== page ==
Did you know that white women are one of the most influential demographics in America? They are the largest voting bloc, with purchasing power that exceeds any other demographic, and when they unify to demand change, they are a force to be reckoned with. Yet, so many sit idly on the sidelines, opting out of raising their hands to do, learn, and engage in ways that could make a difference. Why?
In this episode, Jenna Arnold, the national organizer for the historic 2017 Women’s March, and author of, Raising Our Hands, shares the research and insights she gathered over the past few years criss-crossing the US in conversations with white women about their identity and role in the country. Jenna peels back the history that’s been kept out of textbooks and the cultural norms that are holding them back, so white women can finally start really listening to marginalized voices and doing their part to promote progress. Raising Our Hands is Jenna’s call to action for white women to stop avoiding the hard conversations, start accepting responsibility and find a place on the new frontlines.
[03:12] Jenna’s journey
[04:38] Writing “Raising Our Hands”
[12:29] What drives self-limiting beliefs
[22:38] Imposter syndrome
[29:26] Jenna’s biggest fear
[30:57] Where might our country be heading
[34:52] Why some struggle with acknowledging their privilege
[48:02] We have a duty to ourselves and to others
“Women are holding the keys to the Aston Martin, but they’re asking whether or not they can drive.” – Jenna Arnold
“Women have the power, the capacity, and now, more so than ever, their voices are heard.” – Jenna Arnold
“Intentional invisibility is a symptom of women who are doing the work of laboring 4 to 10 times harder than their male counterparts. ” – Jenna Arnold
“The lesson I’ve learned on my journey is that you need to go now, speak now, tell them the idea right now, launch that idea right now.” – Jenna Arnold
“Our species depends on the power of you being part of the frontlines of this power shift that’s happening.” – Jenna Arnold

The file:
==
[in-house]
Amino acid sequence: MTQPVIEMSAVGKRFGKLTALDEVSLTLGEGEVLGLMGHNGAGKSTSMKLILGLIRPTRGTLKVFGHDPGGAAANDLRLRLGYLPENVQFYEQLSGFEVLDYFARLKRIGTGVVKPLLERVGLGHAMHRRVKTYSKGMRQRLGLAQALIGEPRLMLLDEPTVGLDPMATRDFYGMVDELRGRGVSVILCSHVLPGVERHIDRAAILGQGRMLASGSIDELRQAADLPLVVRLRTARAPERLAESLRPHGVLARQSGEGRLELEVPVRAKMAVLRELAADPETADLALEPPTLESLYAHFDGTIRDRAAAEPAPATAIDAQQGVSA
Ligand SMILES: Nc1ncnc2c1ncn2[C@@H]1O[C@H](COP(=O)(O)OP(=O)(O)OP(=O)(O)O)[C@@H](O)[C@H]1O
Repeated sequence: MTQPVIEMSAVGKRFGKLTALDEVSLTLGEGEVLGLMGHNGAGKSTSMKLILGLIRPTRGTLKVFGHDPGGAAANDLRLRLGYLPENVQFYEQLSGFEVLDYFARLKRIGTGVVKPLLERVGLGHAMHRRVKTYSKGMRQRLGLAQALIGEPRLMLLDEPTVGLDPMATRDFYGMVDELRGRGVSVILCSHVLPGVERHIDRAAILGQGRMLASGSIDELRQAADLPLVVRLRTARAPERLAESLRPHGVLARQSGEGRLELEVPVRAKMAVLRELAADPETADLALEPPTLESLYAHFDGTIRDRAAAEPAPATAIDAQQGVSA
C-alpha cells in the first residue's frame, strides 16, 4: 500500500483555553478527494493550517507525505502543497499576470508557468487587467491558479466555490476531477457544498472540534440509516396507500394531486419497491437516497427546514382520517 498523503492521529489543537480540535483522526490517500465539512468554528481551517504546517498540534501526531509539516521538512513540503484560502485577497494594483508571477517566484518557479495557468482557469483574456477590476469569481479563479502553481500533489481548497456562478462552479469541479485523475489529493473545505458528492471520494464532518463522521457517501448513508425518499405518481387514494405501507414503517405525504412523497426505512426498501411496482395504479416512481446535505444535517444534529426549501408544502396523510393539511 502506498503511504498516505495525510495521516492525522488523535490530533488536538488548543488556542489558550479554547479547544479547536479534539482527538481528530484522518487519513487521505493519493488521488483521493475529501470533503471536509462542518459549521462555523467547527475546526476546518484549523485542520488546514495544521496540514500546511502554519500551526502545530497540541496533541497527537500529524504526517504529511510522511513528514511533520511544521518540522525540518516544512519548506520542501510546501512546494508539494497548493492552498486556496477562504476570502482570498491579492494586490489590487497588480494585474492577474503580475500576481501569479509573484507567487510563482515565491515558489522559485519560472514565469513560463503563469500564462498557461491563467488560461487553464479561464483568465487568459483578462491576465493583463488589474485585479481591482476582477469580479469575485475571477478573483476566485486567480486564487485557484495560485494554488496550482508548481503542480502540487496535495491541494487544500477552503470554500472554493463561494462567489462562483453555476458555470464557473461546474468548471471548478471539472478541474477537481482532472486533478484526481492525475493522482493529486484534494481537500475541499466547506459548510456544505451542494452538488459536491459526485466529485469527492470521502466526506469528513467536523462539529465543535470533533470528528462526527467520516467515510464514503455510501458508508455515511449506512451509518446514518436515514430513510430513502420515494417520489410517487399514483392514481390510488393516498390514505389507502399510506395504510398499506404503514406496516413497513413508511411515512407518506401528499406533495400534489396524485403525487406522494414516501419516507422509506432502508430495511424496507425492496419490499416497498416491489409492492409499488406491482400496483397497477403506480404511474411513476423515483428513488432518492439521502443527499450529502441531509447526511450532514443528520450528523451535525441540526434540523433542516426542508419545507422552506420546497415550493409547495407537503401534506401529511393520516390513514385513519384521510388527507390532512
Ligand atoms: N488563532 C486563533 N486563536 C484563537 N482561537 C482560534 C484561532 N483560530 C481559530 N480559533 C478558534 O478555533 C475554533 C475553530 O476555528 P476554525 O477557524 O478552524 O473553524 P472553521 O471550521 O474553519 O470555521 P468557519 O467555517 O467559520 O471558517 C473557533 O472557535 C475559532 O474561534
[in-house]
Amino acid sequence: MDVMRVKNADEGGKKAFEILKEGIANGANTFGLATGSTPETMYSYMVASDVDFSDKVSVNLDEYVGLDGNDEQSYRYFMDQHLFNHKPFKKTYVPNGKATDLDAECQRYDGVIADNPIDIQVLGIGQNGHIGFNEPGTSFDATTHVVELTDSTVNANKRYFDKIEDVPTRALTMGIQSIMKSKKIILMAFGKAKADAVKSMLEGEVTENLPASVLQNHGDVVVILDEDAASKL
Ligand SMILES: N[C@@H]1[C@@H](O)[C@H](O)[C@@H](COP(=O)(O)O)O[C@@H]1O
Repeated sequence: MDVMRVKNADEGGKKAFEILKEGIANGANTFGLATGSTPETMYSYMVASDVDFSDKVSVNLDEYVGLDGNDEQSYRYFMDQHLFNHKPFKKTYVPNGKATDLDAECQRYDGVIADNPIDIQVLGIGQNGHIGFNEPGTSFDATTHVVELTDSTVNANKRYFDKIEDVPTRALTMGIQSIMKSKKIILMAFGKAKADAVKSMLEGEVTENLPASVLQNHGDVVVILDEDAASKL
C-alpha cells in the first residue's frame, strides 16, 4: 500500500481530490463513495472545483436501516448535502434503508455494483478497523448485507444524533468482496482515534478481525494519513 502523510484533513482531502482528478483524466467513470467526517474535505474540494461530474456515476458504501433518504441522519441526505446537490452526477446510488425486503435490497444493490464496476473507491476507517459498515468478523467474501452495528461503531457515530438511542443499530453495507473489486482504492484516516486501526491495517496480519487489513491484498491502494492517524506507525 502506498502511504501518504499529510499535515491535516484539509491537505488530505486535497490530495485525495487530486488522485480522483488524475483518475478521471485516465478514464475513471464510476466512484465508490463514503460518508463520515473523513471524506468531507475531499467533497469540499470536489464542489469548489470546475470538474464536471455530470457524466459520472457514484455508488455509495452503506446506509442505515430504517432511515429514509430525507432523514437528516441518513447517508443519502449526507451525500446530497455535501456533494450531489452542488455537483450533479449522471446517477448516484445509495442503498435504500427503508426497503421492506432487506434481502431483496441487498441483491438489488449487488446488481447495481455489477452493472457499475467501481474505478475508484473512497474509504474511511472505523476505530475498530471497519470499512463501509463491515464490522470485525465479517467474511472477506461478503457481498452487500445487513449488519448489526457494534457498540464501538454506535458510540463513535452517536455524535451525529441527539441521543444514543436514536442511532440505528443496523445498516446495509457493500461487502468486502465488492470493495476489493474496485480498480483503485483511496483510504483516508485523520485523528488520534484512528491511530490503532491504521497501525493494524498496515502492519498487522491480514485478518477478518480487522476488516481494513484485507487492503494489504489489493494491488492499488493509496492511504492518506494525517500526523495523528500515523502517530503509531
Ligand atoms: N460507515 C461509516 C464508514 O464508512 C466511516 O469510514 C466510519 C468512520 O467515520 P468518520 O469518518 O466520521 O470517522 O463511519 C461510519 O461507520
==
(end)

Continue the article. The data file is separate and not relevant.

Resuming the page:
“We need to take advantage of the exact moment we are in, where we are so connected and move forward and work on behalf of not only ourselves, but on behalf of everyone.” – Jenna Arnold
“Your vote in November could be the decision of life or death for people you’ll never know.” – Jenna Arnold
“Our grandmothers fought so hard for us to have the right to vote and the right to work or stay at home. What she didn’t do is lower the bar of what that had to look like.” – Jenna Arnold
Jenna Arnold is listed as one of Oprah’s “100 awakened leaders who are using their voices and talent to elevate humanity” because she doesn’t have much patience for the status quo. She has been called a “disruptor” in every industry in which she has dabbled from elementary school classrooms to halls of the United Nations, MTV, and the White House. For her recent work as one of the organizers of the Women’s March, Jenna was recognized with a Glamour Women of the Year award. The New York Times, Wall Street Journal, Washington Post, Forbes, and Fast Company, to name a few, have recognized Jenna’s work as “shaking up long standing assumptions” and being one of “the biggest ideas in social change” for the work of ORGANIZE, a non-profit she co-founded focused on ending the waitlist for organ transplants in America, for which she was also named one of Inc. magazine’s “35 Under 35” list.